The 34-year-old accomplished her second "Serena Slam" while battling a string of injuries, producing one of the greatest late-career runs in the history of any sport, the magazine said, hailing her a "global icon".
"Serena has made a very strong case as not only the greatest tennis player of her generation but of all time, and after the string of performances she put together in 2015, she is one of the most dominant athletes playing today,” said Sports Illustrated Group Editor Paul Fichtenbaum.
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Williams was ranked number one every week for the second consecutive year, and her three successive grand slam wins to start 2015 lifted her within one of Steffi Graf’s record 22 singles titles in the professional era.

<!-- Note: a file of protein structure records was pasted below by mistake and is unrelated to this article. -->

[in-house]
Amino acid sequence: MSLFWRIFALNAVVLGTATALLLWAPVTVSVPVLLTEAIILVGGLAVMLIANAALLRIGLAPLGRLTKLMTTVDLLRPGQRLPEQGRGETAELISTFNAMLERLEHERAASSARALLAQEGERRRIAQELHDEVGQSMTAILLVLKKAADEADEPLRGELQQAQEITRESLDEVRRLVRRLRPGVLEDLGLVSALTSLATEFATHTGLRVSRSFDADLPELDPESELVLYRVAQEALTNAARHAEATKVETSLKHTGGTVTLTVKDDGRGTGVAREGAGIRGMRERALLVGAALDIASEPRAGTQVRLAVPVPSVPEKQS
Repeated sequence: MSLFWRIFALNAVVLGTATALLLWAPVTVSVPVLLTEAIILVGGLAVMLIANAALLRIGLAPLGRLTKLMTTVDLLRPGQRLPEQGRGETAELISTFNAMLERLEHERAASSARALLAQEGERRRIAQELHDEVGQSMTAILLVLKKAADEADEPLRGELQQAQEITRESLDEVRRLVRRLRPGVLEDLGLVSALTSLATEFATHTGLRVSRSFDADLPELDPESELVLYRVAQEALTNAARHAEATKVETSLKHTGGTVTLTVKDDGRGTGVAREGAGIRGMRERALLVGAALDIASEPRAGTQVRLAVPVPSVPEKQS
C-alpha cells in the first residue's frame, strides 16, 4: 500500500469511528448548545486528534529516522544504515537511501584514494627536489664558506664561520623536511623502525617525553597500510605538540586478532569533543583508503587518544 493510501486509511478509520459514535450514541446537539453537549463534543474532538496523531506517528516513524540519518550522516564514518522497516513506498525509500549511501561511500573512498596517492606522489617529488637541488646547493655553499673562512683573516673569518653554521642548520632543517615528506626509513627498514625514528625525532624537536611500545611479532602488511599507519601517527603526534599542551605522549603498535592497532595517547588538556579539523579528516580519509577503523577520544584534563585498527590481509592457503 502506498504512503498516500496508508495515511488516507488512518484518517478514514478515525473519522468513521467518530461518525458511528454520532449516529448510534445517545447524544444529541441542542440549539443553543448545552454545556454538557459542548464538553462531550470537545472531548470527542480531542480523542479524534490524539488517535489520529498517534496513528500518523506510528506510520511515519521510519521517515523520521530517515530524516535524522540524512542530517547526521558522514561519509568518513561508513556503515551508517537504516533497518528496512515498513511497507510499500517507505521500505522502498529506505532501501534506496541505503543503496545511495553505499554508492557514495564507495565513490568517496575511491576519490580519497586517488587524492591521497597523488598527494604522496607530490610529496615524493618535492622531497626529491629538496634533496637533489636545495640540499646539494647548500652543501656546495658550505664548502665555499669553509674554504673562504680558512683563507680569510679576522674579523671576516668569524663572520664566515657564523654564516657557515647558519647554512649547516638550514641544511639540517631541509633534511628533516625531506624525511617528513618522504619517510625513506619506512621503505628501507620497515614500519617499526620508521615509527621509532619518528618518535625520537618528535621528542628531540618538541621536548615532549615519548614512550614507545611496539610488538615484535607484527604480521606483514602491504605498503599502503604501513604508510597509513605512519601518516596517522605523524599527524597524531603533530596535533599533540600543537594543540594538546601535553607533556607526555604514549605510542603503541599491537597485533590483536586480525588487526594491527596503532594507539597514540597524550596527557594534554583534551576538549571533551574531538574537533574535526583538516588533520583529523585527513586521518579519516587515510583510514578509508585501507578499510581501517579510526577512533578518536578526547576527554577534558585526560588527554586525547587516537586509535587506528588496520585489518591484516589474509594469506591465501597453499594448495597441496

“This year was spectacular,” Williams said in a statement."For Sports Illustrated to recognize my hard work, dedication and sheer determination with this award gives me hope to continue on and do better."
Williams is the first woman to be recognized with the honor as an individual since Mary Decker in 1983, and the magazine took the opportunity to rename its award from Sportsman of the Year to Sportsperson of the Year.
The magazine also cited Williams as a force off the court, using her broad platform to advocate for racial justice, gender equality and equal access to education around the world.
Williams joins an elite group to have won the award, including Muhammad Ali (1974), Arthur Ashe (1992), LeBron James (2012), Michael Jordan (1991), Billie Jean King (1972), Joe Montana (1990) and Jack Nicklaus (1978).